Today’s irresponsible economic policies are repeating historical mistakes, risking catastrophic consequences similar to those experienced in the past.
In November 1923, a century ago, Germany’s post-war inflation reached its peak. One kilogram of rye bread was priced at 223 billion marks, and beef prices had soared past the trillion mark.
Post-war Germany was facing exorbitant reparation demands imposed by the Treaty of Versailles – less a peace treaty than a vengeful arrangement dictated by the victors, intended to perpetually weaken the German state. Ironically, it set the stage for the rise of the Nazis and the subsequent outbreak of World War II.
Lessons from Germany’s past
The already fragile German government had to contend not only with war debts but also with these inflated reparation demands. By 1922, Germany could no longer adhere to the reparation schedule. Consequently, France and Belgium invaded and occupied Germany’s crucial industrial Rhine-Ruhr region. The German government’s only form of protest was to endorse passive resistance and ensure payment to striking workers. To pay these wages, along with the ongoing reparation payments, Germany had to print money, triggering a tsunami of inflation.
The extreme situation necessitated a total monetary reform and a restructuring of reparation payments. Unlike Great Britain and France, the United States was notably supportive, and through the Dawes Plan Germany achieved stabilization. However, this came at a cost: all Germans lost their savings.
This scenario exemplifies the severe consequences of government overspending. In Germany’s defense, it must be acknowledged that the government was dealing with an unprecedented situation, and the overspending was largely imposed externally.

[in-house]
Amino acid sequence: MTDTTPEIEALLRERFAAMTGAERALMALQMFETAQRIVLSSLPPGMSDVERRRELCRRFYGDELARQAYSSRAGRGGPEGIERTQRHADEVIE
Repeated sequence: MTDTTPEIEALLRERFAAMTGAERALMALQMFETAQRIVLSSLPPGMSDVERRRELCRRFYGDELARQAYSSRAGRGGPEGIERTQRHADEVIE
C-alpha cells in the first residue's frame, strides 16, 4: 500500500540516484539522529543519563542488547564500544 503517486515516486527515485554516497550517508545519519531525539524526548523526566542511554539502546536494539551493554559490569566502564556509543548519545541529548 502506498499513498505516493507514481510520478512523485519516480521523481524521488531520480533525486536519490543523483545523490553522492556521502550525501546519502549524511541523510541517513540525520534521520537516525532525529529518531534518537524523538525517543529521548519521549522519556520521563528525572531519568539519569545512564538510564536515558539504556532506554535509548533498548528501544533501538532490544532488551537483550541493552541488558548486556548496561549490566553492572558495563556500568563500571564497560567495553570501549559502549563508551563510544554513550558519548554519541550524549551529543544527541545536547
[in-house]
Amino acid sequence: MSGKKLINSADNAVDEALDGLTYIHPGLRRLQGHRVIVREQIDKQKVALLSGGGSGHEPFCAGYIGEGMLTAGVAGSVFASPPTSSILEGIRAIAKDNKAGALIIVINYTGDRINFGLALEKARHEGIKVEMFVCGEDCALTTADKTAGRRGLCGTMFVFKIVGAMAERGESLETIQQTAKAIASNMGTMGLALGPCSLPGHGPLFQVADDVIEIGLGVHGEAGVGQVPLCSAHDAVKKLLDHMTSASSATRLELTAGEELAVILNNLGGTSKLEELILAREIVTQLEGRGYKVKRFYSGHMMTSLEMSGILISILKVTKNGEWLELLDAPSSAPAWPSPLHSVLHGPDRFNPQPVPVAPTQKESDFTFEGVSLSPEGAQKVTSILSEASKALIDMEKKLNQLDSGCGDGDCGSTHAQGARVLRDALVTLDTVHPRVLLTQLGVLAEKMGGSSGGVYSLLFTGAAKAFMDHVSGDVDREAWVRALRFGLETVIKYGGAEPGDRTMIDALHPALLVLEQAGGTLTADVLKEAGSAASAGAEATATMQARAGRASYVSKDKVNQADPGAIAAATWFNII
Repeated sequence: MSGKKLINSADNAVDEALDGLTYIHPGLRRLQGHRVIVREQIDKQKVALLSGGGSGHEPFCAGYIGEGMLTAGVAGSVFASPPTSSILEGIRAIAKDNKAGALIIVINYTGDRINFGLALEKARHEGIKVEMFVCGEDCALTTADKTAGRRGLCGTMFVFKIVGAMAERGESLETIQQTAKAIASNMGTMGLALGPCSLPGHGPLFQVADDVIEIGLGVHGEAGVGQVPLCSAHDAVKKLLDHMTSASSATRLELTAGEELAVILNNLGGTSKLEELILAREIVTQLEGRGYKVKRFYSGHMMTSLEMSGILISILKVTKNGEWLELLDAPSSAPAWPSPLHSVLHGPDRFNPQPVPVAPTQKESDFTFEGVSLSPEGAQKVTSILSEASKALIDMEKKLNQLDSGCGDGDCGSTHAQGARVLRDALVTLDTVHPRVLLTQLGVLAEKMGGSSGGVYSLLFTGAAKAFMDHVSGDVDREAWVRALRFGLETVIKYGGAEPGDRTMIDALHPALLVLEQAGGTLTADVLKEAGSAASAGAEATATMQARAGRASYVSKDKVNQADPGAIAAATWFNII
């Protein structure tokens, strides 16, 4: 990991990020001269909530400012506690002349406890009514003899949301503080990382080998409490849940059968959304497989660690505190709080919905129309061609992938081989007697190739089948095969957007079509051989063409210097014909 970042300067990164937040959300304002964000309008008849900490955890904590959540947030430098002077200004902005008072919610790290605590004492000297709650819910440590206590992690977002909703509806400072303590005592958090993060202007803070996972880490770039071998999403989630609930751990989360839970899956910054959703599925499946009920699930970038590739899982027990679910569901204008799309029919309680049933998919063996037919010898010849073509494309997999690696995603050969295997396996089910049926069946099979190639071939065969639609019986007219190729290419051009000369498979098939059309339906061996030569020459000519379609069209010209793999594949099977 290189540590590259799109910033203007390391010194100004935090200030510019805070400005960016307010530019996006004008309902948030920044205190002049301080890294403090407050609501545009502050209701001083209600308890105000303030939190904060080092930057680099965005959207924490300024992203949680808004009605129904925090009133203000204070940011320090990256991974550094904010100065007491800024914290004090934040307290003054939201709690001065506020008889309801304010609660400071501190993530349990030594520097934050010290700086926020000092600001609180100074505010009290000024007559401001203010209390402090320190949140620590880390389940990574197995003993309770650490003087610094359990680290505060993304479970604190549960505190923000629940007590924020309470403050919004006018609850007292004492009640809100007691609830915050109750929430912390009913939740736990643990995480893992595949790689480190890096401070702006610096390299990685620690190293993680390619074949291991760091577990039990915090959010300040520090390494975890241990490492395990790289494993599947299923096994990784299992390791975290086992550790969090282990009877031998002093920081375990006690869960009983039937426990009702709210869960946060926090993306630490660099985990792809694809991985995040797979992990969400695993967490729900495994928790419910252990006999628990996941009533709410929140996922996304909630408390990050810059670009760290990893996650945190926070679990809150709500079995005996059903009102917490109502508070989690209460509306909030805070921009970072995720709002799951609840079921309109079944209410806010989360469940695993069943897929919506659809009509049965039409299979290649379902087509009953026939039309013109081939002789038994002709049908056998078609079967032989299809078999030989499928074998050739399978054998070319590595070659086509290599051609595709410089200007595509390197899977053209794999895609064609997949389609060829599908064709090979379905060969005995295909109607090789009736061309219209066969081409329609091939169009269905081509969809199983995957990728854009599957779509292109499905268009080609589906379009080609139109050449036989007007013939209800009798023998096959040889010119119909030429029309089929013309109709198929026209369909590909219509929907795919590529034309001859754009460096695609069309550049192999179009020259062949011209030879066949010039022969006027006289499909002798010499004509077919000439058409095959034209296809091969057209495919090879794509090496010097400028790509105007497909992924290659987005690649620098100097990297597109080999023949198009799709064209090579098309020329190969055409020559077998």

Yet, this extreme case serves as a stark warning for contemporary times. Today, many governments engage in voluntary overspending, often underpinning their actions with frameworks like Modern Monetary Theory, while disregarding mathematical realities. Despite warnings, institutions like the European Central Bank overlooked the looming threat of inflation. Unforeseen events, such as Covid-19 and war, have transformed what was once only inflation in asset values into a broader inflationary trend affecting the general economy. While inflation may not be rampant, it still erodes purchasing power. It is critical to remember that inflation is cumulative: a three percent inflation rate this year adds to the inflation rates of previous years, continuously affecting the economy and especially the purchasing power of society.
A cautionary tale for modern economies
With soaring government debts and ongoing deficits, institutions like the ECB are hesitant to sufficiently raise interest rates to combat inflation. Such a move could increase the cost of debt and potentially hinder the already very modest growth rates.
We find ourselves in what can be described as an inflationary trap. This predicament might be concealed temporarily, but persistent and excessive government overspending lays the foundation for further inflation. New fiscal stimuli and squandering are often packaged attractively, as seen in the U.S. with the ironically named Inflation Reduction Act, or in Germany with the term Sondervermogen, or special assets. (Labeling additional debt as “special assets” is a misnomer, to say the least.)
The current minor decrease in inflation should not be a source of complacency. Tightening measures, particularly in the U.S., are having an impact. However, it is important to recognize that inflation persists, and the current reduction is largely due to falling energy prices and eased trade tensions. It is unsettling that wage-price spirals have emerged in several European countries.
In response to these challenges, populist rhetoric often identifies inequality as a culprit, leading to calls for wealth redistribution and slogans like “make the rich pay.” Such approaches, however, will exacerbate the situation by setting the wrong economic incentives.
Tax systems are becoming increasingly byzantine, leading to arbitrary and unpredictable tax collection and enforcement. This complexity results in a significant tax burden.
Inflation, high debt levels and excessive taxation are deeply interconnected. Deficit spending typically fuels inflation. Both inflation and debt ultimately strain citizens and are indicative of weak and irresponsible governance.
In today’s world, there are no valid excuses for such self-destructive policies. One is reminded of Lenin’s assertion that the best way to achieve the dictatorship of the proletariat is to crush the bourgeoisie between the millstones of inflation and taxation.